LONDON — The director of a leading management think tank has dismissed blockchain technology as simply a distracting fad with “little to nothing” to offer financial services.
Martin Walker gave evidence about digital currencies and blockchain to MPs in Britain’s Parliament on Tuesday. Walker is director of the Centre for Evidence Based Management, a non-profit aimed at improving the quality of decisions made by CEOs and managers around the world by pushing them to be empirical.
Walker, who spent much of his career in banking and IT, told MPs: “In terms of demonstrable benefits, [there’s] little to nothing. There’s a big problem in the blockchain world with confusing ‘could’ for ‘is.’
“All that it takes to make a credible idea into a fad is people just switch off their brains and stop thinking. Over 20 years in and around the banking industry — blockchain is a fad but I have seen many fads in my career.”
He compared past fads to “magic wands, pixie dust” and said: “If 10% of what I’ve heard in my career had come true we would have these amazing banks that run for £1 a week.”
If 10% of what I’ve heard in my career had come true we would have these amazing banks that run for £1 a week
Walker said it was also unhelpful to talk about blockchain technology as if it was one thing, as most developers had strayed very far for the original blockchain principles which were first developed to underpin bitcoin.
Many of the technologies embedded in blockchain are not necessarily new, Walker said, but he admitted that the hype around blockchain had provided a “catalyst” to get banks to reform and update un-sexy parts of their business such as trade finance.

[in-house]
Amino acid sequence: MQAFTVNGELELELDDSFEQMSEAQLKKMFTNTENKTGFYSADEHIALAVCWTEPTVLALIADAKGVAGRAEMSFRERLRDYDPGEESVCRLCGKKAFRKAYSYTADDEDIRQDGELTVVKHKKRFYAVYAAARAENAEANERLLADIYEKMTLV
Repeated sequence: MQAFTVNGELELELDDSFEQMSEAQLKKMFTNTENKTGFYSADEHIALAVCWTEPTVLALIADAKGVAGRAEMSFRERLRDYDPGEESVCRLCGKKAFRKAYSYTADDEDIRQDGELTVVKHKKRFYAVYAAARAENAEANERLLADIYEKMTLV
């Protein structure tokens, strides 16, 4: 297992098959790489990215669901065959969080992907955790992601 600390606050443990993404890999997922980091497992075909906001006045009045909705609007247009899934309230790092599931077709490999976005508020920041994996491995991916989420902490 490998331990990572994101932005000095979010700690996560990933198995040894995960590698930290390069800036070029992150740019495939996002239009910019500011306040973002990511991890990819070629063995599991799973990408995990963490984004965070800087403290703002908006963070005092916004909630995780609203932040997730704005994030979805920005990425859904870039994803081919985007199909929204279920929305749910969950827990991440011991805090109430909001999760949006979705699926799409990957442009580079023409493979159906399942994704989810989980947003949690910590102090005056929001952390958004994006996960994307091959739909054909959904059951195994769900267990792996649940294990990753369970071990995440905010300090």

Still, Walker cautioned the excitement around blockchain risked becoming “a distraction from looking at getting some of the basics rights,” as many executives see blockchain as a “universal panacea.”
“Genuine innovation is hard,” he told MPs. “We’ve created what one of my colleagues call Innovation Theatre. If you want to be seen to be innovative all you have to do is a proof of concept using blockchain. It doesn’t matter if it doesn’t go anywhere.”
Walker appeared alongside representatives from blockchain companies Everledger and Ripple and a researcher from King’s College London, all of whom extolled what they see as the potential benefits of the technology.
Blockchain is a kind of next-generation database technology first developed to underpin bitcoin and other cryptocurrencies. It allows data to be stored, validated, and synchronized by a group and is cryptographically sealed, preventing it from being edited once the data is agreed.
While it was initially meant to allow bitcoin transactions, it has the potential to be applied to everything from home ownership and health records to voting and marriage certificates. Financial services companies have become particularly excited about its potential to cut costs while eradicating middlemen. Santander estimated in 2015 that the technology could save the banking industry $20 billion a year.